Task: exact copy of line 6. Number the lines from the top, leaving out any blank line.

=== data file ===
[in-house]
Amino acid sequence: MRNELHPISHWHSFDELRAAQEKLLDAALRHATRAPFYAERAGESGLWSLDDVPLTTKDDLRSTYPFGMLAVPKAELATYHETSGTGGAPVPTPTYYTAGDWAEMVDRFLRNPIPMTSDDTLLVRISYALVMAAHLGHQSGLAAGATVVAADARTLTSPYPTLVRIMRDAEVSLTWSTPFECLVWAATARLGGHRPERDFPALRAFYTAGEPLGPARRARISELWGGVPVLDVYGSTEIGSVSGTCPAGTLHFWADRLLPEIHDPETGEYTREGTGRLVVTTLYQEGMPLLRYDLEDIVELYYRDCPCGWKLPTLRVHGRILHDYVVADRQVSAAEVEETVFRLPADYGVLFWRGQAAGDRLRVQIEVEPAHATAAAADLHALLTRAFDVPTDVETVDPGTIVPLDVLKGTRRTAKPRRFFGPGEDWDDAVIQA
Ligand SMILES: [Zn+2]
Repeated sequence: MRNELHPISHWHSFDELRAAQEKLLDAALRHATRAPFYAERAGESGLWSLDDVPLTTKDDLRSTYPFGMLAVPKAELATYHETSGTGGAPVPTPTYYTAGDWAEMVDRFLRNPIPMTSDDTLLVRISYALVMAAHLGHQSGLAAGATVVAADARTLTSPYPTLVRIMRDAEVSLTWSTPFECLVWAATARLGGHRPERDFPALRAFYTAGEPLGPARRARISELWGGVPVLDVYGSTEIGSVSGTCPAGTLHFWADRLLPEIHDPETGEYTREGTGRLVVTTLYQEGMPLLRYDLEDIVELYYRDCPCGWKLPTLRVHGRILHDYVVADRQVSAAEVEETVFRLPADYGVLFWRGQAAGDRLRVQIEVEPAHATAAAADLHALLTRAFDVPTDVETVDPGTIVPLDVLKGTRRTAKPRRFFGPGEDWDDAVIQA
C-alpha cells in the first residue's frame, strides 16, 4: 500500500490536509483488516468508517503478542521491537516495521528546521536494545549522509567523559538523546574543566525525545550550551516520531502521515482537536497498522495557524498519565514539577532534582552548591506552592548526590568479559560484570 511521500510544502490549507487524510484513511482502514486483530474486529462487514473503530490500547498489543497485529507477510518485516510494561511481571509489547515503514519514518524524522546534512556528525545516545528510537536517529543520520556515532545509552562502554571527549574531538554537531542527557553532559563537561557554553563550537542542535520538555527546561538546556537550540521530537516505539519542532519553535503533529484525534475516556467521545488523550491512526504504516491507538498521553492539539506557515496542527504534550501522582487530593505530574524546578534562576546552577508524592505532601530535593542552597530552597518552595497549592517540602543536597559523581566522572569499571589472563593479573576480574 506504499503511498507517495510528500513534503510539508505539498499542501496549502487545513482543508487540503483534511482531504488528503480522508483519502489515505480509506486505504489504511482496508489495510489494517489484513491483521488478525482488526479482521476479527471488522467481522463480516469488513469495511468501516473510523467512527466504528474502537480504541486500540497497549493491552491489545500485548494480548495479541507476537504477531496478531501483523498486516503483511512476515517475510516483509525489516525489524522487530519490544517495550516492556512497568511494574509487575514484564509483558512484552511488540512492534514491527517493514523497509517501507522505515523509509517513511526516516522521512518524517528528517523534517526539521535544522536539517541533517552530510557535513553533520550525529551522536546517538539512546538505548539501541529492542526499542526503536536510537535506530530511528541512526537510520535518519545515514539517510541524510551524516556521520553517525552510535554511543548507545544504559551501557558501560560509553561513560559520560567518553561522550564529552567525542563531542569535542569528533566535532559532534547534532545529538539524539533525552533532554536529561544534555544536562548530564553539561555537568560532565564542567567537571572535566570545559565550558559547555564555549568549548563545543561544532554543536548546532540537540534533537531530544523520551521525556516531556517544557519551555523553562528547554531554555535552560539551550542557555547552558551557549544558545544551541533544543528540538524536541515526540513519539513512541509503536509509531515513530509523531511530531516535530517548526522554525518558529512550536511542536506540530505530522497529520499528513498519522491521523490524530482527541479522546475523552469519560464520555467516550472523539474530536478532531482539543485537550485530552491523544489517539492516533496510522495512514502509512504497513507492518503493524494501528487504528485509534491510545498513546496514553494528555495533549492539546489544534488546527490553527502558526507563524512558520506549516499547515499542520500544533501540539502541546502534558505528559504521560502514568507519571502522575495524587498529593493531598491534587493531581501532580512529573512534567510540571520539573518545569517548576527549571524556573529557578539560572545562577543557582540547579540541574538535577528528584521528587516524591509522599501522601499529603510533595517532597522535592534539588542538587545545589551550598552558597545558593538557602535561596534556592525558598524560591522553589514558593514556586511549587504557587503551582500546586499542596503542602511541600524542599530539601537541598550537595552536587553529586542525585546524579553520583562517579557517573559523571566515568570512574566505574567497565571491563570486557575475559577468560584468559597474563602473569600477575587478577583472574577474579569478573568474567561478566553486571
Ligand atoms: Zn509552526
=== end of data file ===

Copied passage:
Ligand atoms: Zn509552526